To the best of the author’s knowledge, this is the first study to examine the empirical relationship between self-employment and poverty. As such, it makes novel contributions to both labour and development economics.

Details

Journal of Economic Studies, vol. ahead-of-print no. ahead-of-print
Type: Research Article
ISSN: 0144-3585

Keywords

Article
Publication date: 28 December 2020

Cristina Fróes de Borja Reis, André Barroso de Souza, Eliane Cristina Araujo and Knut Blind

This paper aims to investigate if the world top manufacturing corporations' cost structures are moving from tangible to intangible activities and their impact on profitability.

Abstract

Purpose

This paper aims to investigate if the world top manufacturing corporations' cost structures are moving from tangible to intangible activities and their impact on profitability.

Design/methodology/approach

The theoretical approach is interdisciplinary, combining global value chains, international manufacturing networks, cost management literatures. The empirical approach has a sample out of financial statements' data from 220 multinational corporations between 2006 and 2017, grouping them by technological intensity. It is created the “COGS-share” indicator – the ratio between the costs of goods sold and overall costs and expenses – as a proxy for the firms' expenses of tangible and intangible value chain activities. It is tested as an explanatory variable for the companies' profits through dynamic panel data econometric models.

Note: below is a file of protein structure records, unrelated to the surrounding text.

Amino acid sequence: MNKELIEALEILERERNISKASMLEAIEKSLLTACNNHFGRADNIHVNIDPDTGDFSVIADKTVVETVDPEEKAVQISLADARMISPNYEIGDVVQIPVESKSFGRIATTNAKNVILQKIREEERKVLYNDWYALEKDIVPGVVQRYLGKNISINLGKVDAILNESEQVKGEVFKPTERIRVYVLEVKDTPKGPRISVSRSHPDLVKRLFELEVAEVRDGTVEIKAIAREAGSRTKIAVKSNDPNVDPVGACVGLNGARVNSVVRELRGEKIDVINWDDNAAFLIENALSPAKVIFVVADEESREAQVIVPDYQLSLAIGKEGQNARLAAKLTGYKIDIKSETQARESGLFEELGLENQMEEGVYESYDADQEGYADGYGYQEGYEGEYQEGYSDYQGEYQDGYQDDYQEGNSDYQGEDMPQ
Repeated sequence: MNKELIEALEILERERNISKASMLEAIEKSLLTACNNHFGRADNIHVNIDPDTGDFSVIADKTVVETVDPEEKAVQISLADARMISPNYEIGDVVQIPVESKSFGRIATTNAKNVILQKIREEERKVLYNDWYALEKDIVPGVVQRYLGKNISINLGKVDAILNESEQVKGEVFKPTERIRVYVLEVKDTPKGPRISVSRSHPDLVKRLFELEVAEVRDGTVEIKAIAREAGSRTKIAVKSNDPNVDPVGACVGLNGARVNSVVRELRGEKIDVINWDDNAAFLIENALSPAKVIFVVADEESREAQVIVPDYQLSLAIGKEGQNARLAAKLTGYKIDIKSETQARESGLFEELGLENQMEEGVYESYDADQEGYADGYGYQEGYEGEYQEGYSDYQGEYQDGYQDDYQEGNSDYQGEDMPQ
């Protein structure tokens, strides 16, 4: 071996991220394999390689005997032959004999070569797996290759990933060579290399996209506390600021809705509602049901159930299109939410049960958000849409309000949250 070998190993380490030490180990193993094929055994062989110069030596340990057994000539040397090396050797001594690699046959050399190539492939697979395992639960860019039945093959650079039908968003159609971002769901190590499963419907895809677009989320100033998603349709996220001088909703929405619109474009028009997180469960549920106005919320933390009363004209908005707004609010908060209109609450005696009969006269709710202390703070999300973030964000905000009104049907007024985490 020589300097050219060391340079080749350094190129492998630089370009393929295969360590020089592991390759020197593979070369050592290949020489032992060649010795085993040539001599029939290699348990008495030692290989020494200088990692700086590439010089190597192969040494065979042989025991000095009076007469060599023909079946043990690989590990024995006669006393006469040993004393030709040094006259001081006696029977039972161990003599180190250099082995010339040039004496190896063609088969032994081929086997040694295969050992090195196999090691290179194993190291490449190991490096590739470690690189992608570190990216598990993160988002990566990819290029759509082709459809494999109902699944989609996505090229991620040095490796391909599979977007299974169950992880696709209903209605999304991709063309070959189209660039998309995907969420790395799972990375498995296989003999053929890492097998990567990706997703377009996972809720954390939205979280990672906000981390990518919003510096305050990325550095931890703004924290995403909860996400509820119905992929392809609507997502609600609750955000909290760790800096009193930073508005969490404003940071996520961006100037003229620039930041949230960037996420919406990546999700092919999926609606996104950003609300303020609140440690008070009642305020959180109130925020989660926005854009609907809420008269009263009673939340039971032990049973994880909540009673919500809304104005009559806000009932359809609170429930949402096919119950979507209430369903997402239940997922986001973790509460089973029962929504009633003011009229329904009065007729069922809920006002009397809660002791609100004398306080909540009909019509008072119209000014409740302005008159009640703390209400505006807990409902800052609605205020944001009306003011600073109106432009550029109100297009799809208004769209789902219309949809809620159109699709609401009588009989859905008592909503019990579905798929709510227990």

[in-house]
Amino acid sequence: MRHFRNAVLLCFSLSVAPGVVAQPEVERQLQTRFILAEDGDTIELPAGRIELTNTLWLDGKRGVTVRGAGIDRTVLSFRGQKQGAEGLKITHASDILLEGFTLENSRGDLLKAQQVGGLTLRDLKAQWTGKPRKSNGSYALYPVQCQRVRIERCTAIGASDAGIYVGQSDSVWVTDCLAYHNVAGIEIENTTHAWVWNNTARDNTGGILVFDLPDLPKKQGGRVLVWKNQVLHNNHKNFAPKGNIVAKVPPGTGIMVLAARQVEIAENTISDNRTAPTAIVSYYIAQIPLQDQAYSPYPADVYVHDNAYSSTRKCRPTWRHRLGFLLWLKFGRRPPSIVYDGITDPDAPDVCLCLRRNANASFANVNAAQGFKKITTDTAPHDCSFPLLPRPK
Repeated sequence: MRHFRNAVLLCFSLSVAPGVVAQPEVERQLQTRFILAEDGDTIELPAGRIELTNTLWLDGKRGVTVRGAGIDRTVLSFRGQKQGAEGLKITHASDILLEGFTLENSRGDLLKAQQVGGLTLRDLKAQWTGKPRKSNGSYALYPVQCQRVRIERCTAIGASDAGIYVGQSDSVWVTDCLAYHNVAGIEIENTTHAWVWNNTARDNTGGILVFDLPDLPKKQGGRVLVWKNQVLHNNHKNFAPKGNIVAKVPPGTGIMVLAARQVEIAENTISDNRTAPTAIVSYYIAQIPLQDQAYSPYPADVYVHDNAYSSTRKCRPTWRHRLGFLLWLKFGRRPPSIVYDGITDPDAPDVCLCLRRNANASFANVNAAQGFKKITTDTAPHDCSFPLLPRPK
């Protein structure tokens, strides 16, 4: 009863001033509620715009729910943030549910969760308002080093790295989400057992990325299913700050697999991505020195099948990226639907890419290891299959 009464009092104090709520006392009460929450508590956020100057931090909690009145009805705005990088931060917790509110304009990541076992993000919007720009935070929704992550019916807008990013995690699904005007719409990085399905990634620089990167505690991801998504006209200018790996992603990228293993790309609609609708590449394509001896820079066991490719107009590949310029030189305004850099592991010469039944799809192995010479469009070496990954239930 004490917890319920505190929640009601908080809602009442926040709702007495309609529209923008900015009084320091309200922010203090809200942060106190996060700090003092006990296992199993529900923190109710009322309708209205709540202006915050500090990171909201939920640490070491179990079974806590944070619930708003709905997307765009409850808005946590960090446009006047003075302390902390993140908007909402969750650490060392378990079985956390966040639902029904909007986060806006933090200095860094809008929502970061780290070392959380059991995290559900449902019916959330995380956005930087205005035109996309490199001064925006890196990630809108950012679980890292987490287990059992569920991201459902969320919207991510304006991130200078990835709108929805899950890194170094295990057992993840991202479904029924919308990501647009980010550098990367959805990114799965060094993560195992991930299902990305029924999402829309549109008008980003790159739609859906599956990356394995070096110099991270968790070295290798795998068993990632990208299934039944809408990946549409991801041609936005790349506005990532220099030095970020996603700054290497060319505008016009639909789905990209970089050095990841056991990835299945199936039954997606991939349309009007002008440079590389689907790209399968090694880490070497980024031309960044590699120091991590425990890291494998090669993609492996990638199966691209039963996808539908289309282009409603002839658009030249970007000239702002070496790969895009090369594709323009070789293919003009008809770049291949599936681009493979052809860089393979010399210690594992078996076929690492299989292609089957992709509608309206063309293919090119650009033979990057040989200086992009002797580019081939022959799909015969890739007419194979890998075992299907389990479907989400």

Findings

The results show that the cost structure still is very concentrated in tangibles. Though costs of both tangible and intangible activities negatively impact profits, they affect value generation differently: the higher the share of intangible in comparison to tangible activities in overall cost and expenses, the greater the profits in most manufacturing groups, regardless of their technological intensity.